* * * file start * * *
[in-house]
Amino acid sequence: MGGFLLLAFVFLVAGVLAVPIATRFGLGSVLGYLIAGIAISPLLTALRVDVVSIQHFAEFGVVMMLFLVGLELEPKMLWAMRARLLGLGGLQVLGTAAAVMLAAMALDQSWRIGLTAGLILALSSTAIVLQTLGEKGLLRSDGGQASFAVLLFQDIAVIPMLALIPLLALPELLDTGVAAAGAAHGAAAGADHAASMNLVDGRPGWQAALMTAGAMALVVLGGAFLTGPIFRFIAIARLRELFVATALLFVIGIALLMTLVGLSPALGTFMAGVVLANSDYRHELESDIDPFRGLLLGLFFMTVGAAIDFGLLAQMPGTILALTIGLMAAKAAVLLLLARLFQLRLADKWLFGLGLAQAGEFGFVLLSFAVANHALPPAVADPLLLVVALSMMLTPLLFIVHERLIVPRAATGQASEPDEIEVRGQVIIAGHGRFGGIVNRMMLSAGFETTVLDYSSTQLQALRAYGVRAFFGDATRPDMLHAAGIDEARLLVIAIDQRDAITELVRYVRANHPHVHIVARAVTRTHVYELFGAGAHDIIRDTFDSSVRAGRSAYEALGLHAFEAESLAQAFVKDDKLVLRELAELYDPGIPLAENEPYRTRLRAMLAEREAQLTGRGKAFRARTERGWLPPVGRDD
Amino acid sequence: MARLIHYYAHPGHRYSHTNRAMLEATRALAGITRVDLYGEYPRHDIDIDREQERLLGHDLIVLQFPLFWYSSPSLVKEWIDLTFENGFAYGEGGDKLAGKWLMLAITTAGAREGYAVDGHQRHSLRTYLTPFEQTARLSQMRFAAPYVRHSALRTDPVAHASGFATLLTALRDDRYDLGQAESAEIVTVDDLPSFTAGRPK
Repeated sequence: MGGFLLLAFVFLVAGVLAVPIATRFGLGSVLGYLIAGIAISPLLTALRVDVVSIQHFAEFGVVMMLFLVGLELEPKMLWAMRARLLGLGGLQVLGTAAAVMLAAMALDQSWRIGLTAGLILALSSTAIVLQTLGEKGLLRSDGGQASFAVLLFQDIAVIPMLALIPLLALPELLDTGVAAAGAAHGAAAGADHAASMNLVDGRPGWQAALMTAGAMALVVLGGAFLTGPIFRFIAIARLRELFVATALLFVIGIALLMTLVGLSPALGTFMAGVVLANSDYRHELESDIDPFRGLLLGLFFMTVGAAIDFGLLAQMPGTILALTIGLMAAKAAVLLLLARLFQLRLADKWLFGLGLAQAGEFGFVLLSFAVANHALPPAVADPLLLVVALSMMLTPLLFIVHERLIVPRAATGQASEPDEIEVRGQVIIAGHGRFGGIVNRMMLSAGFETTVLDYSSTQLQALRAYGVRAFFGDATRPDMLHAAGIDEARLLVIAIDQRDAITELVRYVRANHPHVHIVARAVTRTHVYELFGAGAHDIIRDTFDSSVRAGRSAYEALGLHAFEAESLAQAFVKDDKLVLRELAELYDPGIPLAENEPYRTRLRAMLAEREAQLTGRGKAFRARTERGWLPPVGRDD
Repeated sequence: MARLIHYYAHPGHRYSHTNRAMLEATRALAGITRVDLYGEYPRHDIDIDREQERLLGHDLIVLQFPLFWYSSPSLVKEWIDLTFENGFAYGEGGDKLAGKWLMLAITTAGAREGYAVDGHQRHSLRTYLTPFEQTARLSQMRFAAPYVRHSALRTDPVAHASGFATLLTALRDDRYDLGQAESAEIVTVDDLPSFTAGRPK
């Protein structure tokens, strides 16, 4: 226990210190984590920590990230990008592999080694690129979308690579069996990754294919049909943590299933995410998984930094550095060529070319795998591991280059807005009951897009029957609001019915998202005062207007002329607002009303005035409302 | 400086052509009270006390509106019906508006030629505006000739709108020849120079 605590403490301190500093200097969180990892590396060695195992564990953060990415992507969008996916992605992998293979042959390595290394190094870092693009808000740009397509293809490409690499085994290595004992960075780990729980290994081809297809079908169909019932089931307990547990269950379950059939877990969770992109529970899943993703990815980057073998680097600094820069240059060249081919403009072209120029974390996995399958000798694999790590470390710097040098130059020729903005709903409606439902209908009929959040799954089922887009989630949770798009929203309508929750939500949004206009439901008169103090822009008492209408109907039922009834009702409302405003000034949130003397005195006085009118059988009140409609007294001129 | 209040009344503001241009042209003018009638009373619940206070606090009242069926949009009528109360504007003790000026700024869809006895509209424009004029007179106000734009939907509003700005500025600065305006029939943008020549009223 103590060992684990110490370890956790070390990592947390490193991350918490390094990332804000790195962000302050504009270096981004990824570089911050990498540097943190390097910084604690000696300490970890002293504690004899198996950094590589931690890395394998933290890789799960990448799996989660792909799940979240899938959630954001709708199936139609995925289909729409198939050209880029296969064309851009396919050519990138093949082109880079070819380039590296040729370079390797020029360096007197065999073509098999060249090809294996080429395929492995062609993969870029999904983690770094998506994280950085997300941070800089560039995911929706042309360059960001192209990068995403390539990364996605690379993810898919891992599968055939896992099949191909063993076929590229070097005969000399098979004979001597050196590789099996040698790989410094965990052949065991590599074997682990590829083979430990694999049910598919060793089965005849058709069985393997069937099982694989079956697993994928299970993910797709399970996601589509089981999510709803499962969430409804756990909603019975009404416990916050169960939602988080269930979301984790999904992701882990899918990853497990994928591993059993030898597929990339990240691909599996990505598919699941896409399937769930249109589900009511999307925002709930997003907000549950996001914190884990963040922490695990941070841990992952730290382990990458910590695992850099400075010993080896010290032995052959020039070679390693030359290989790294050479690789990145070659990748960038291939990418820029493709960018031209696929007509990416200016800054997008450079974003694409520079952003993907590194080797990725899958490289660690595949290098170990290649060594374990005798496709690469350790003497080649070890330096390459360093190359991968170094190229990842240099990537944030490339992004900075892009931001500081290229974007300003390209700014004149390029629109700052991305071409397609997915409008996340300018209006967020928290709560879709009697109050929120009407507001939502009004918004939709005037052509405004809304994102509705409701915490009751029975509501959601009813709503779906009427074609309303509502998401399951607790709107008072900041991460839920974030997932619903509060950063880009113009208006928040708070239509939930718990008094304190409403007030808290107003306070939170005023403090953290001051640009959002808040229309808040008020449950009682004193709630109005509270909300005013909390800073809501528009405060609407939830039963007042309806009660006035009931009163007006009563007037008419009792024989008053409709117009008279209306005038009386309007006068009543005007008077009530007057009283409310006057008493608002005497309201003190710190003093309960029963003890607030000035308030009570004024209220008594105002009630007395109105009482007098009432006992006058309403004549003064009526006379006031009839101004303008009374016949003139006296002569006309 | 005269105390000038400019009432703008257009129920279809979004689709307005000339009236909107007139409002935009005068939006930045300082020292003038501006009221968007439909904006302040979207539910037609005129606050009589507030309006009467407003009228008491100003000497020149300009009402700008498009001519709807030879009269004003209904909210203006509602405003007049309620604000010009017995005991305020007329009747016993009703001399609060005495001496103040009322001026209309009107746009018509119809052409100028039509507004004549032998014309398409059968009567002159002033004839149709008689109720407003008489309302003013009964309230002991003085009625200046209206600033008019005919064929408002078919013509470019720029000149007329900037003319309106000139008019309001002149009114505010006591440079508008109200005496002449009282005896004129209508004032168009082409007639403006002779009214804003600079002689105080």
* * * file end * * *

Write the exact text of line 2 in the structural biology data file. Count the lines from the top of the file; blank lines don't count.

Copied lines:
Amino acid sequence: MGGFLLLAFVFLVAGVLAVPIATRFGLGSVLGYLIAGIAISPLLTALRVDVVSIQHFAEFGVVMMLFLVGLELEPKMLWAMRARLLGLGGLQVLGTAAAVMLAAMALDQSWRIGLTAGLILALSSTAIVLQTLGEKGLLRSDGGQASFAVLLFQDIAVIPMLALIPLLALPELLDTGVAAAGAAHGAAAGADHAASMNLVDGRPGWQAALMTAGAMALVVLGGAFLTGPIFRFIAIARLRELFVATALLFVIGIALLMTLVGLSPALGTFMAGVVLANSDYRHELESDIDPFRGLLLGLFFMTVGAAIDFGLLAQMPGTILALTIGLMAAKAAVLLLLARLFQLRLADKWLFGLGLAQAGEFGFVLLSFAVANHALPPAVADPLLLVVALSMMLTPLLFIVHERLIVPRAATGQASEPDEIEVRGQVIIAGHGRFGGIVNRMMLSAGFETTVLDYSSTQLQALRAYGVRAFFGDATRPDMLHAAGIDEARLLVIAIDQRDAITELVRYVRANHPHVHIVARAVTRTHVYELFGAGAHDIIRDTFDSSVRAGRSAYEALGLHAFEAESLAQAFVKDDKLVLRELAELYDPGIPLAENEPYRTRLRAMLAEREAQLTGRGKAFRARTERGWLPPVGRDD